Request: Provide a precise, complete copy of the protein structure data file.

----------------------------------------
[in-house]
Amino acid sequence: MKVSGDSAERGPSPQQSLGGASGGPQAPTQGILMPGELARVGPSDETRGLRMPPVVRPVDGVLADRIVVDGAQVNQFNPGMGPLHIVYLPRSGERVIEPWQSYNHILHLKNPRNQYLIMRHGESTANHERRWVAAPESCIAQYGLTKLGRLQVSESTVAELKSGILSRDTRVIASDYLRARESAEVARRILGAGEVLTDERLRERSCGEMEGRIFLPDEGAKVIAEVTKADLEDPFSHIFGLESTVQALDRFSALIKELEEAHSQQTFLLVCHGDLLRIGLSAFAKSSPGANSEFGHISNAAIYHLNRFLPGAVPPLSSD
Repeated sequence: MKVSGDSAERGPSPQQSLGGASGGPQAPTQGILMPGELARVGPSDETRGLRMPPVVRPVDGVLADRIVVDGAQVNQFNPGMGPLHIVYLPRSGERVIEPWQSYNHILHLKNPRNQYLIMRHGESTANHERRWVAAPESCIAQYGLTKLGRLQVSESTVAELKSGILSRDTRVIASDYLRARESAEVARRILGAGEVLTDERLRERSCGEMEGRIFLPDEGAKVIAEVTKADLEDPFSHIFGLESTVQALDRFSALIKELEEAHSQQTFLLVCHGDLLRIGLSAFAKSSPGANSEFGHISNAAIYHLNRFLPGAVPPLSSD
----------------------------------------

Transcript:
[in-house]
Amino acid sequence: MKVSGDSAERGPSPQQSLGGASGGPQAPTQGILMPGELARVGPSDETRGLRMPPVVRPVDGVLADRIVVDGAQVNQFNPGMGPLHIVYLPRSGERVIEPWQSYNHILHLKNPRNQYLIMRHGESTANHERRWVAAPESCIAQYGLTKLGRLQVSESTVAELKSGILSRDTRVIASDYLRARESAEVARRILGAGEVLTDERLRERSCGEMEGRIFLPDEGAKVIAEVTKADLEDPFSHIFGLESTVQALDRFSALIKELEEAHSQQTFLLVCHGDLLRIGLSAFAKSSPGANSEFGHISNAAIYHLNRFLPGAVPPLSSD
Repeated sequence: MKVSGDSAERGPSPQQSLGGASGGPQAPTQGILMPGELARVGPSDETRGLRMPPVVRPVDGVLADRIVVDGAQVNQFNPGMGPLHIVYLPRSGERVIEPWQSYNHILHLKNPRNQYLIMRHGESTANHERRWVAAPESCIAQYGLTKLGRLQVSESTVAELKSGILSRDTRVIASDYLRARESAEVARRILGAGEVLTDERLRERSCGEMEGRIFLPDEGAKVIAEVTKADLEDPFSHIFGLESTVQALDRFSALIKELEEAHSQQTFLLVCHGDLLRIGLSAFAKSSPGANSEFGHISNAAIYHLNRFLPGAVPPLSSD